This recipe comes from the excellent Indian Home Cooking, co-written by Suvir Saran, who is a friend of a friend, and who has been personally kind and generous to me for years now. Buy his book(s).
Indian cuisine is fantastic if you are a vegetarian, and one of the hallmarks of typical Indian cooking is dal, or lentils, stewed up and served over rice or with quick-fired bread.
This recipe is great for weeknight dinners. It’s easy, flavorful, a little spicy, and totally good for you. My 10-year-old son loves it. I don’t have mango powder, but I find that the lemon works really well to bring that bit of acidity to balance the turmeric and cumin.
Try this out with rice - I like to use basmati and to do a pilaf (toasting the rice in cumin-studded oil before rehydrating). I think you’ll enjoy it!
Recipe from: Indian Home Cooking, Suvir Saran and Stephanie Lyness
(I forgot to take a picture - I will next time)
Holiest site in Hinduism, Varanasi's riverside ghats are a swirl of color, faith, life, and death. We discuss the vedas, the great epics, and the development of Indian civilization with Vivek Vasan from the Historical India podcast.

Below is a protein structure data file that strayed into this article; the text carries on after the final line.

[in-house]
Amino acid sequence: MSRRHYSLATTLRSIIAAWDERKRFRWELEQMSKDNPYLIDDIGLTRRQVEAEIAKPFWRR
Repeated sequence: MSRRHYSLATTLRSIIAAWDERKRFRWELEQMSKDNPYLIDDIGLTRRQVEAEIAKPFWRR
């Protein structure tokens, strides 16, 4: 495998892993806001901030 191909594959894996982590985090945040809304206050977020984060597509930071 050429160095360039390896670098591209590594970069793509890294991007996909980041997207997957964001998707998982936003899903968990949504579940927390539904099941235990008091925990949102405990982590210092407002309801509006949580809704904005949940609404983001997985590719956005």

Traditionally, this dish requires carp caught from the Yellow River. You won’t have access to that in all likelihood, so use any good firm mild-flavored fish. Whole fish looks really cool, but if you’re not trying to impress, filets work just as well. Bass, trout, halibut, all would work fine. I used grouper, which worked fantastically well. The recipe is for the whole fish, but cooking a filet is easier.
Basically, score the skin of the fish if you’re using whole fish, coat it with cornstarch and then flash-fry it in a very hot wok. Then drain the oil, and make a simple lightly sweet and vinegary sauce in the wok and serve with rice and veggies. The sauce is not fluorescent orange. The key is the black vinegar. I had never heard of this. It’s a rice-based vinegar, but aged so it becomes dark and umami-rich. It’s kinda like balsamic but more magical, and the way it mingles with the sugar, garlic, scallions and ginger… wow. You can use the sauce on chicken, tofu, pork… I bet it’s really good with strips of lean beef stir-fried. Try it. You will like it.
1 whole or filleted fish (1 1/2 lbs)
1 tsp salt
oil for frying (peanut or vegetable or similar)
2 green onions, chopped fine
2 tbsp fresh ginger, peeled and chopped fine
3 cloves garlic, chopped fine
1/4 cup black vinegar
3 tbsp sugar (preferably turbinado)
2 tbsp soy sauce
1/4 chicken stock (unsalted)
1 tbsp cornstarch dissolved in 3 tbsp cold water
Adapted from All Under Heaven: Recipes from the 35 Cuisines of China by Carolyn Phillips
Looming over Confucius' home province of Shandong, Mount Tai is the holiest place in Daoism, which means we can tackle both great philosophies while discussing feudal China and Shandong cuisine.